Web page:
As we stressed in our partnership announcement with Ask.com, the web is currently transforming from static sites to apps. An assortment of blue links simply isn’t enough when searching the web today. DuckDuckGo understands the importance of getting a relevant answer to the user as quickly as possible, and this isn’t always just an article with written information. Users are often searching for function and action — a way to help them get tasks done.
That’s why we were excited at the prospect of working with DuckDuckGo — their format allows us to serve apps to more users quickly, easily, and clutter-free.
For a detailed video presentation of the concepts in this post, see our Functional Web tech talk.
If you want to know the future of apps and the web, don’t think about short-term trends.
- Don’t think about which new HTML5 APIs are coming.
- Don’t think about which devices have which market share.
- Don’t think about whether mobile websites or mobile apps are getting more eyeballs.
Just think about one thing: the URL.
The URL has been around since 1994, but it’s evolved a lot in 20 years. And the future of apps and the web has everything to do with the URL’s evolution.
URL stands for “Uniform Resource Locator”. A resource locator tells you where an HTML file lives within a web server’s directory tree. For example, a website called Shakespeare Online lets anyone read the full text of Shakespeare’s Hamlet by accessing the URL
shakespeare-online.com/plays/hamlet.html. That URL works because it locates a resource – a file called
hamlet.html which lives in a directory called
plays on the Shakespeare Online web server.
In the last decade, the web has grown to support new functions that aren’t powered by HTML resources – networking with friends, booking flights, gaming, watching videos, using maps, etc. These new functions aren’t powered by your grandfather’s HTML files. They don’t have “resources” to be “located” in the traditional sence.
For example, when you access
www.facebook.com/home.php, Facebook doesn’t send you a static HTML file called
home.php. Instead, Facebook dynamically pieces together your friends’ status updates and streams them to your browser in realtime.
When you access
www.youtube.com/watch?v=dMH0bHeiRNg&t=50s, it plays the video “Evolution of Dance” starting at 50s. The “t=50s” is converted to a command that tells YouTube’s video player to skip to timecode 0:50 in the video.
When you access
maps.google.com/maps?ll=21.28,-157.83, it shows a map centered around Waikiki beach, whose geocoordinates are
21.28°N, 157.83°W (the
ll in the URL stands for “latitude & longitude”).
Today, the URL isn’t just a resource locator. In fact, it’s rarely used for accessing files like
hamlet.html anymore. Instead, today the URL is a gateway to functions like “read my Facebook news feed”, “play ‘Evolution of Dance’ at timecode 0:50″ and “show a map centered around Waikiki beach”. Today, the URL is a function identifier.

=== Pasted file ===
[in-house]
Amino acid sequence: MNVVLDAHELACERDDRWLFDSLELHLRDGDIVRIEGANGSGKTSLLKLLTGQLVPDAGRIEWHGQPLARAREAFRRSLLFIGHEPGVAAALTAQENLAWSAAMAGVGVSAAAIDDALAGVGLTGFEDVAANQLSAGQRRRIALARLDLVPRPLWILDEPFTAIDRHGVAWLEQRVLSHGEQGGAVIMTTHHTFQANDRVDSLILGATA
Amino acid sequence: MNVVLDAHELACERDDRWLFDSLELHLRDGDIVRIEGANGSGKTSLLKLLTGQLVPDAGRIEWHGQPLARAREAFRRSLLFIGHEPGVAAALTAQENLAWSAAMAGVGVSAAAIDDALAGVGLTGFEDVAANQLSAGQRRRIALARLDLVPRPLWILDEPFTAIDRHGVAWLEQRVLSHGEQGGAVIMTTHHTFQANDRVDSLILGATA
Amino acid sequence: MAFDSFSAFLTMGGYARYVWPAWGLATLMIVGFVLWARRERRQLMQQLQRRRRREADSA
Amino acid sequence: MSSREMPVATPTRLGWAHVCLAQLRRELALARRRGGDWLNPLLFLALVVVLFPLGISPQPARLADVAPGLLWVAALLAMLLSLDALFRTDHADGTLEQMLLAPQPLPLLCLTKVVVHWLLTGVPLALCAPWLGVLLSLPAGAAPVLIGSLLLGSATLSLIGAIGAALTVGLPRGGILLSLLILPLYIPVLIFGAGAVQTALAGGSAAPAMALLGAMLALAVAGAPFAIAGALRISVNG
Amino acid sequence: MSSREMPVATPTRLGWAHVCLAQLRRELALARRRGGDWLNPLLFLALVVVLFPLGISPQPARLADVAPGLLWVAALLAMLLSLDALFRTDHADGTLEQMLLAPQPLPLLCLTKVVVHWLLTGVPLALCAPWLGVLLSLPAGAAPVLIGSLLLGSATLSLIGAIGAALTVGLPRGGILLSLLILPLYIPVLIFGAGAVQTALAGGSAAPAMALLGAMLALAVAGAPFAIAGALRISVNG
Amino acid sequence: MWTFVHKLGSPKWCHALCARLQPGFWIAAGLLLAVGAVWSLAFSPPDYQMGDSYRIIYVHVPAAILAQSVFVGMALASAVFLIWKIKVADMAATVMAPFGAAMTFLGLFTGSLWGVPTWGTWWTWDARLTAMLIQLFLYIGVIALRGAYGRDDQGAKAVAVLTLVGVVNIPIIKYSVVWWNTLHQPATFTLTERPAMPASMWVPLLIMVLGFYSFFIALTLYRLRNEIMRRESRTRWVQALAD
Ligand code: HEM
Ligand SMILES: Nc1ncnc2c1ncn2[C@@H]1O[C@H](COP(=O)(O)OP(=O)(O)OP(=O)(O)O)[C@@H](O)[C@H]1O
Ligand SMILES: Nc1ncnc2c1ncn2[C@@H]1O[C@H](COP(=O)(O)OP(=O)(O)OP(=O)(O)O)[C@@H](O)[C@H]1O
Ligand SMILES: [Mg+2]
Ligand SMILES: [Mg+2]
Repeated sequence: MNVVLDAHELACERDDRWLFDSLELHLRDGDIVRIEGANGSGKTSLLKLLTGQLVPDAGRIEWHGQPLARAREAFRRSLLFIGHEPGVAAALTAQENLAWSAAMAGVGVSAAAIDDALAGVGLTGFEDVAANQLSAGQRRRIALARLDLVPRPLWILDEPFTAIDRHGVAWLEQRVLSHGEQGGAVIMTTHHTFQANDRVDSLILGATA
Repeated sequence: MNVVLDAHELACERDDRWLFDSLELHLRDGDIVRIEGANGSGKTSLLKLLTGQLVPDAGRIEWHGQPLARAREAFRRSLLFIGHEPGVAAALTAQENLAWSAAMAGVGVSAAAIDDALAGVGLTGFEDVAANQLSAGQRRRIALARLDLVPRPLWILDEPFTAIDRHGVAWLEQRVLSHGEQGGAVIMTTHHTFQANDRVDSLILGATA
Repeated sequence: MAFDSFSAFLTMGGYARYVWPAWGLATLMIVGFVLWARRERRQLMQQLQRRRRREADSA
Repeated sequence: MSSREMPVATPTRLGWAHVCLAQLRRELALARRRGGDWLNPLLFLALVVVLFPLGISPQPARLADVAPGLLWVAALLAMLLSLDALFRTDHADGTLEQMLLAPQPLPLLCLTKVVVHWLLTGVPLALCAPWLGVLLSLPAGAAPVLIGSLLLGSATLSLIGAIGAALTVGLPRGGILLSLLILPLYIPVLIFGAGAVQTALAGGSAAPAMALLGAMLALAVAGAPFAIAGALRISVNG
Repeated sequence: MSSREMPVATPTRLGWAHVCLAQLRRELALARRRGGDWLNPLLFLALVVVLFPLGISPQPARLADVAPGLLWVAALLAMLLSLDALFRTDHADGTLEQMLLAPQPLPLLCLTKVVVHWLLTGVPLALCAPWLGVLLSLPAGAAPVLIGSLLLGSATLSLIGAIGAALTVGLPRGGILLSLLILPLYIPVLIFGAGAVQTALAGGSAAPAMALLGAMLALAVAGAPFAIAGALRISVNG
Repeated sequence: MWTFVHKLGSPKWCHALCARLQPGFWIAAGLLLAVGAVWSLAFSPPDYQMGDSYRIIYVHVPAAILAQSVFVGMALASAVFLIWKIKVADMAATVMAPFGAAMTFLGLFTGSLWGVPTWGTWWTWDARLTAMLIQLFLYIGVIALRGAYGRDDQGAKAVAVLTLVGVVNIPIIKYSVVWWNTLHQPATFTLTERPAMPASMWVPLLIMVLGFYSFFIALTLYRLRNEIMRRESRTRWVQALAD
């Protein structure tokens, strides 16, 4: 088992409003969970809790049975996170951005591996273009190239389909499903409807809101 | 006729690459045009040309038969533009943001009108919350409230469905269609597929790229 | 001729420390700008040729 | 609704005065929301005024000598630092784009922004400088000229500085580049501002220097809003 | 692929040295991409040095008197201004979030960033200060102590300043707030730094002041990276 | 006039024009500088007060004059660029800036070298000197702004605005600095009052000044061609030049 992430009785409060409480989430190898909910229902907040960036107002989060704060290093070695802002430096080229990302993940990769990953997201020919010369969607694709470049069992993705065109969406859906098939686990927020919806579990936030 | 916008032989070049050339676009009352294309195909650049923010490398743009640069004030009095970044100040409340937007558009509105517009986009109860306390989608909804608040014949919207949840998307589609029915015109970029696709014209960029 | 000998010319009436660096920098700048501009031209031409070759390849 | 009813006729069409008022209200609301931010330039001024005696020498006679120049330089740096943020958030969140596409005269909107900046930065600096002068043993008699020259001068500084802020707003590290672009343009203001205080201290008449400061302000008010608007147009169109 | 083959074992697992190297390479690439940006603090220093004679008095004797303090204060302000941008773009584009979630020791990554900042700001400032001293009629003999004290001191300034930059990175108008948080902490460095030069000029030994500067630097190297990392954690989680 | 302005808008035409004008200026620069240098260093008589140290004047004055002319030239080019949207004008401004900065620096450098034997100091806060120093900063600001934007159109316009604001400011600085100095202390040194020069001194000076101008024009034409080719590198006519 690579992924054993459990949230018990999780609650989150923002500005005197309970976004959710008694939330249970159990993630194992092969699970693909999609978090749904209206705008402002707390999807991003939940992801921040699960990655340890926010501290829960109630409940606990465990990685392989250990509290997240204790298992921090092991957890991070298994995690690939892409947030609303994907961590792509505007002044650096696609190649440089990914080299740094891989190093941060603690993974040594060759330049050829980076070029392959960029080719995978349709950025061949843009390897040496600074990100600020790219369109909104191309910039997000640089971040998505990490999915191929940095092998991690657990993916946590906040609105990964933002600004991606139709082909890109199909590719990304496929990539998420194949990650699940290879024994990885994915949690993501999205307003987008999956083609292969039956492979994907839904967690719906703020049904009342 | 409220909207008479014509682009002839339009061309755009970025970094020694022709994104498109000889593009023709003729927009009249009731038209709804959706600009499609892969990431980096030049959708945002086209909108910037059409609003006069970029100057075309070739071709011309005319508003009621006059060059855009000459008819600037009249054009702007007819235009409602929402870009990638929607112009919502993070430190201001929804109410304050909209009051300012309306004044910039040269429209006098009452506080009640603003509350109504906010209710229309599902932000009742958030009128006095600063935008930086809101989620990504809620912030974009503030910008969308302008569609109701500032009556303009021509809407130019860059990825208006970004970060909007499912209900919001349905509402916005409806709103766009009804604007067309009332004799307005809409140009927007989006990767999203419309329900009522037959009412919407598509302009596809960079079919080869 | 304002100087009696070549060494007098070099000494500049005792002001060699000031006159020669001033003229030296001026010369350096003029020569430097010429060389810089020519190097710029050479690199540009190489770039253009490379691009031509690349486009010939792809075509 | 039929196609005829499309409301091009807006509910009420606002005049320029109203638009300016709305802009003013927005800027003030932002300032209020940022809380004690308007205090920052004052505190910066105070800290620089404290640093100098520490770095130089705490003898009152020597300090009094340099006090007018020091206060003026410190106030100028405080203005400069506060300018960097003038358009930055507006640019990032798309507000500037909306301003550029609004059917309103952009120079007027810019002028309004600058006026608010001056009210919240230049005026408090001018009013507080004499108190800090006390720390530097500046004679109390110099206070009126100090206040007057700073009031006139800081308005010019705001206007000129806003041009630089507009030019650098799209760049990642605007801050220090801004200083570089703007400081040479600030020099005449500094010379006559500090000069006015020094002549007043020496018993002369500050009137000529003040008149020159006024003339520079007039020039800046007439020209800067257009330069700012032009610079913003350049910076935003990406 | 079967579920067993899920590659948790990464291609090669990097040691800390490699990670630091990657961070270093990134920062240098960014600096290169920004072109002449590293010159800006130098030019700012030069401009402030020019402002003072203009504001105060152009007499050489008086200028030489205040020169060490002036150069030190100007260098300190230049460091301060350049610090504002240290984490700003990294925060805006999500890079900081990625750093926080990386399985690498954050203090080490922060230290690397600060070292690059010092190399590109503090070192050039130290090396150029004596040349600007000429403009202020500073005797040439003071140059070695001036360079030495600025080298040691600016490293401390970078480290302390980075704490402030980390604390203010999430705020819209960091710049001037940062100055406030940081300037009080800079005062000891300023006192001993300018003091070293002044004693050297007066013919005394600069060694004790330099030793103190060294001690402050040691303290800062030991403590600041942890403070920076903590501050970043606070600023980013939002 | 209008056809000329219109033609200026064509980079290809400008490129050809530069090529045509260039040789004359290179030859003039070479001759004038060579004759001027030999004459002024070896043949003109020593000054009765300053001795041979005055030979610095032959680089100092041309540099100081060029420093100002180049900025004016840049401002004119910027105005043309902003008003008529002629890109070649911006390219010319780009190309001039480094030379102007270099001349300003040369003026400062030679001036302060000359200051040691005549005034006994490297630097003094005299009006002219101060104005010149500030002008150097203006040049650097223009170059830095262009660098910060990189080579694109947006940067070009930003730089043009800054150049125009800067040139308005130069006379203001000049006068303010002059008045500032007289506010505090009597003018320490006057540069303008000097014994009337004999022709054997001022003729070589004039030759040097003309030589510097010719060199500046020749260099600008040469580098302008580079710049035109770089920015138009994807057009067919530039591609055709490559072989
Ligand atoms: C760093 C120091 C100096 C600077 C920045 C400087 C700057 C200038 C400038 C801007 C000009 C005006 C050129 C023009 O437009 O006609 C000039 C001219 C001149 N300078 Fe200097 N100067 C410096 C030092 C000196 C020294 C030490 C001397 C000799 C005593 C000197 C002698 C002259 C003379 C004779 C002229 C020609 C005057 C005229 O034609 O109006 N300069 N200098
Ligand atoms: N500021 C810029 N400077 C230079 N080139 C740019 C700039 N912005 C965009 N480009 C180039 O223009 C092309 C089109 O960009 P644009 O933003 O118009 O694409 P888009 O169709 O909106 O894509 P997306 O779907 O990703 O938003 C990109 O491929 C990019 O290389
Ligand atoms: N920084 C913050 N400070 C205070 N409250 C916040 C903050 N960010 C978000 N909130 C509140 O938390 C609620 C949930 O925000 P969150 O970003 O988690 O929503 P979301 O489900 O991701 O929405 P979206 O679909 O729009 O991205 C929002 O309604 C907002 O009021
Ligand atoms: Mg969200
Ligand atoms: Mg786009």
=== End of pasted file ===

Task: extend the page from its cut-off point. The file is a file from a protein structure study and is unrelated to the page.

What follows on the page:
The Functional Web
Today we have the web, and we have apps. They seem like two separate silos, each with separate functions. Why is that?
Apps are software products, which makes them technologically different from web servers. Apps don’t have HTML resources that old-fashioned URLs can locate. This technological difference is why apps haven’t traditionally been considered a part of the web.
The Functional Web offers a technology-independent view of URL-accessible functions. On the Functional Web, URLs can be accessed either by downloading a file from Shakespeare Online’s web server, or by issuing a seek command to YouTube’s video player, or by launching a native app into a particular state.
Apps fit naturally into the Functional Web. Consider the function “search Yelp for karaoke”. Yelp’s website already has a function-identifying URL for it:
Now consider Yelp’s iPhone app – one of Yelp’s many device-specific native app editions. It clearly gets you the same function the Yelp website does, namely “search Yelp for karaoke”.
This diagram visualizes how both editions of Yelp can access the same point on the Functional Web, by getting you the same “search Yelp for karaoke” function.
The only missing piece is to make the function URL-accessible to the Yelp app, the way it’s URL accessible to the Yelp website.
Apps like Yelp provide many of the same functions as their web counterparts, but don’t currently support the ability to access the URLs for those functions. It’s time for apps to fully join the Functional Web by making their URL-identified functions URL-accessible.
The Web’s Natural Evolution
Why did we ever separate apps from the web? How did we overlook the idea that URLs could be used to access functions of apps?
Our old-fashioned technology-centric view of URLs is to blame. We assumed that if apps weren’t like web servers – if apps didn’t have HTML resources to be located – then apps must not have functions worth identifying and accessing with URLs.
We didn’t notice that the transition to URLs as function identifiers was already happening. We ignored the fact that we already use URLs to access functions on social networking sites, video sites, mapping sites and other dynamic sites.